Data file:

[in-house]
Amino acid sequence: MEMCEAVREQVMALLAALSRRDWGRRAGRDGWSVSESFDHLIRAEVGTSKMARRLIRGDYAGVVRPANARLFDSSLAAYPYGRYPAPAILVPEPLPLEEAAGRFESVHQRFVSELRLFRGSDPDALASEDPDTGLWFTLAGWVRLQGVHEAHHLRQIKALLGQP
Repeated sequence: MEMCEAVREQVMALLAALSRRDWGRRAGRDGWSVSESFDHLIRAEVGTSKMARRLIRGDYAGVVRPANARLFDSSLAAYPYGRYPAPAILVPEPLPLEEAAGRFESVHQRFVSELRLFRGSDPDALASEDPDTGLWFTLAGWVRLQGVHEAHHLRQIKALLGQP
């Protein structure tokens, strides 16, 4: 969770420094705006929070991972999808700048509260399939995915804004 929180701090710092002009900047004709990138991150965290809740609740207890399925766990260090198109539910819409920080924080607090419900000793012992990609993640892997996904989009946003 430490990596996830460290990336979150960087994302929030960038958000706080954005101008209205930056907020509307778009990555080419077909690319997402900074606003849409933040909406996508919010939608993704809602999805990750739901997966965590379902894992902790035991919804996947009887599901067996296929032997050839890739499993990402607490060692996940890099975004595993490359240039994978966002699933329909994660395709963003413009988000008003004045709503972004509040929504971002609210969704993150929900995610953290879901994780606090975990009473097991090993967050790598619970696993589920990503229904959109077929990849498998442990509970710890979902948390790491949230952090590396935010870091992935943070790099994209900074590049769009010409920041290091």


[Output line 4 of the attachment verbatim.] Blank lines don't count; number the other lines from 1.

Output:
């Protein structure tokens, strides 16, 4: 969770420094705006929070991972999808700048509260399939995915804004 929180701090710092002009900047004709990138991150965290809740609740207890399925766990260090198109539910819409920080924080607090419900000793012992990609993640892997996904989009946003 430490990596996830460290990336979150960087994302929030960038958000706080954005101008209205930056907020509307778009990555080419077909690319997402900074606003849409933040909406996508919010939608993704809602999805990750739901997966965590379902894992902790035991919804996947009887599901067996296929032997050839890739499993990402607490060692996940890099975004595993490359240039994978966002699933329909994660395709963003413009988000008003004045709503972004509040929504971002609210969704993150929900995610953290879901994780606090975990009473097991090993967050790598619970696993589920990503229904959109077929990849498998442990509970710890979902948390790491949230952090590396935010870091992935943070790099994209900074590049769009010409920041290091």